South Fork Fish Counts

South Fork Snake River 2014 fall population estimates

The Idaho Department of Fish and Game continued annual fish population monitoring at the Conant and Lorenzo monitoring reaches of the South Fork Snake River in the fall of 2014 to evaluate the effectiveness of management actions on the river. Data from these surveys are used in decision making aimed at achieving the goals outlined in the state fish management plan which include preserving the genetic integrity and population viability of native Yellowstone Cutthroat Trout and reducing Rainbow Trout abundance to less than 10% of the species composition at the Conant monitoring site in the upper river. We monitor two sites annually - the Conant monitoring reach near the highway 26 bridge in Swan Valley and the Lorenzo monitoring reach in the lower river near the highway 20 bridge. This is an initial summary of our 2014 data from these two sites and may be subject to change with further review and analysis. In 2014, we generally observed fewer trout than we have captured in the previous couple years. Across the board, for all species at both monitoring sites, abundances decreased in 2014 relative to the previous few years when we were near all-time high abundances.


Total trout abundance at Conant decreased from 5,372 trout/mile in 2013 to 3,671 trout/mile in 2014. All three trout species (Yellowstone Cutthroat Trout [YCT], Rainbow Trout including hybrids [RBT], and Brown Trout [BNT]) experienced declines (Figure 1; Table 1). Cutthroat declined by 771 fish to 1,487 YCT per mile, and this decline was statistically significant (Figure 1). The lesser declines in Rainbow Trout and Brown Trout were not statistically significant. The Rainbow Trout estimate for 2014 at Conant was 1,418 RBT/mile and Rainbow Trout comprised 29% of the catch. The brown trout estimate at Conant in 2014 was 765 BNT/mile and comprised 32% of the catch. The ratio of Cutthroat Trout to Rainbow Trout is similar to what it was in 2010 and 2011, with nearly similar densities of both species.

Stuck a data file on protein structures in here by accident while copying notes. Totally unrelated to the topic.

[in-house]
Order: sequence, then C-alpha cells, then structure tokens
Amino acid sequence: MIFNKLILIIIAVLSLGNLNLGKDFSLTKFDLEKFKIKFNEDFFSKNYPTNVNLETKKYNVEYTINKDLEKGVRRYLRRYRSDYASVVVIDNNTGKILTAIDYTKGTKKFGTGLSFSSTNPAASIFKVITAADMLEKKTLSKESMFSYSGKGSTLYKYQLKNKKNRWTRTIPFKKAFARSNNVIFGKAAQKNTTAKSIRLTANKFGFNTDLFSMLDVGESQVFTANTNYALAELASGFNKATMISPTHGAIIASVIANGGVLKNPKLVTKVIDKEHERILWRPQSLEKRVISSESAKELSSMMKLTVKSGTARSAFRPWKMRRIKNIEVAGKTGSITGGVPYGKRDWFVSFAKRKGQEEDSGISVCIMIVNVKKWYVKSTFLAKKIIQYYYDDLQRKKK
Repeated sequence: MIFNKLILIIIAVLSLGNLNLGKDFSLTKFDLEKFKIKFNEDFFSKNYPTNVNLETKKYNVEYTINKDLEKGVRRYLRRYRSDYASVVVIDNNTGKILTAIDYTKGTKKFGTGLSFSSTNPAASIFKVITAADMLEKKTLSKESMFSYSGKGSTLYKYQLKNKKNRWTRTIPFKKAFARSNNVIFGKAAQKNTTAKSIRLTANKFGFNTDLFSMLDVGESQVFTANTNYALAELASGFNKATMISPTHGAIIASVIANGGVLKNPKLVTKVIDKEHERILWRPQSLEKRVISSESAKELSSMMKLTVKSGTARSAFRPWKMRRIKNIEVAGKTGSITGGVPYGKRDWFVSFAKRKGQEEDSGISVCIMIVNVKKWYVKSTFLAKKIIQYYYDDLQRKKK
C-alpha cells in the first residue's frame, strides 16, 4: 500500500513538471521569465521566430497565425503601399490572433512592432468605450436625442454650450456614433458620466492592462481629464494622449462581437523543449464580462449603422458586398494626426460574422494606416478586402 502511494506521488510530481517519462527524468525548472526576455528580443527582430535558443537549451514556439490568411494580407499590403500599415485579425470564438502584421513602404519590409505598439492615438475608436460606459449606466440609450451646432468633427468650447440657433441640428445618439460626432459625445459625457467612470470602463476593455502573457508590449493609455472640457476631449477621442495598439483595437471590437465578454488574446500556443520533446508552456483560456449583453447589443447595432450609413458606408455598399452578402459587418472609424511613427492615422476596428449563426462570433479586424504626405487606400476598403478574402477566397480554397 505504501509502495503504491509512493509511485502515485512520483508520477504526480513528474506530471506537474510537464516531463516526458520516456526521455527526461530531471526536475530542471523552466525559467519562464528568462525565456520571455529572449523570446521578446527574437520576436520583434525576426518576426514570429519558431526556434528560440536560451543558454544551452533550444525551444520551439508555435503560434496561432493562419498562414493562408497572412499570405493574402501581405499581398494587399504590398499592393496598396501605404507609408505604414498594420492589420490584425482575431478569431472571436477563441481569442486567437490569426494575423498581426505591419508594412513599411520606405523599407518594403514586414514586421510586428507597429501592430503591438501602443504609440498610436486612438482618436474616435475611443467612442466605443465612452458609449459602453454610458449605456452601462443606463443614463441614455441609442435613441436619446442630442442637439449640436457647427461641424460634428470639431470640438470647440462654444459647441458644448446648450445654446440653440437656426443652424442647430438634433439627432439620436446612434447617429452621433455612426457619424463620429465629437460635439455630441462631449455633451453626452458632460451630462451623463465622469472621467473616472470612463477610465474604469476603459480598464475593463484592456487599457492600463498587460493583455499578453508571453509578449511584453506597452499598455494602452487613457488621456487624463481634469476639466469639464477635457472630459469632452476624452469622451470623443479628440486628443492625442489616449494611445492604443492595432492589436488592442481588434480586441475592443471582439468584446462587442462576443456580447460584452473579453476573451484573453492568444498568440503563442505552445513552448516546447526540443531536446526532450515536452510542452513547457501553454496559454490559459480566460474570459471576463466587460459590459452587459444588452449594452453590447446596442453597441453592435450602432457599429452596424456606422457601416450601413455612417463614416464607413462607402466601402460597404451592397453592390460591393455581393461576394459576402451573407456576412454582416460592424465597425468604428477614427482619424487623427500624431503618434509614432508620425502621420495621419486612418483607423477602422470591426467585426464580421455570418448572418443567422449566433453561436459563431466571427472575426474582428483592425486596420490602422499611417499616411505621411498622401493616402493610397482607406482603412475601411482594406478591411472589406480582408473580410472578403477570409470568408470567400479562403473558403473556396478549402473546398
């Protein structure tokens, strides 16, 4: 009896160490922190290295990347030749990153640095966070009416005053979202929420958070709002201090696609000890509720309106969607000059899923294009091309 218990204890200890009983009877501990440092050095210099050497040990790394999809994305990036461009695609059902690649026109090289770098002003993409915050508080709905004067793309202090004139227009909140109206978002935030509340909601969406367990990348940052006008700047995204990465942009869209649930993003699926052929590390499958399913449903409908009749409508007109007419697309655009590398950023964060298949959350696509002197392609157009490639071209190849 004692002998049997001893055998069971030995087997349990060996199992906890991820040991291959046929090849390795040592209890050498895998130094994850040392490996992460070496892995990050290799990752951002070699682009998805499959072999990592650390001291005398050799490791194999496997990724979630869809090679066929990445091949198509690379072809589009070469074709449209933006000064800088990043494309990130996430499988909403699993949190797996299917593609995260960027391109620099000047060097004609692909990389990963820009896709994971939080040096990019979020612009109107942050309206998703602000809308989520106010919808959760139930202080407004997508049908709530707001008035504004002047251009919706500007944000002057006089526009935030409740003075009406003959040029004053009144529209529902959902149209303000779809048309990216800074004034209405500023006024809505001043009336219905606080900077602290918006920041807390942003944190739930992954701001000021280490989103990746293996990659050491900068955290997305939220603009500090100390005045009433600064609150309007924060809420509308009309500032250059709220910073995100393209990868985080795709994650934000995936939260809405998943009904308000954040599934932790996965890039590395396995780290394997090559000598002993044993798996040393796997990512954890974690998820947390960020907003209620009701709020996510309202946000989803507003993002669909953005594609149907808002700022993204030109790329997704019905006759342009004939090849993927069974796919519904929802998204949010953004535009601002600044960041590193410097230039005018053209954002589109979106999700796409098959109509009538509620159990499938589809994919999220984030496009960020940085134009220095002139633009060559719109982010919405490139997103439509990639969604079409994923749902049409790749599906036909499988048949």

At the Lorenzo monitoring reach, abundances of both Brown Trout and Yellowstone Cutthroat Trout were lower than those in 2013 and both declines were statistically significant. The Yellowstone Cutthroat Trout abundances decreased for the first time since the early 2000’s, decreasing by 293 fish per mile while Brown Trout abundances decreased by 559 fish per mile (Figure 2; Table 2). We captured 33 rainbow trout during our 2014 electrofishing surveys at the Lorenzo reach which represented 3% of the total catch and was similar to the previous five years. We captured 190 YCT and 1,078 BNT during the survey, representing 15% and 83% of the catch, respectively.

We will be continuing to analyze this year’s data in an attempt to identify the factors involved with these declines in abundance.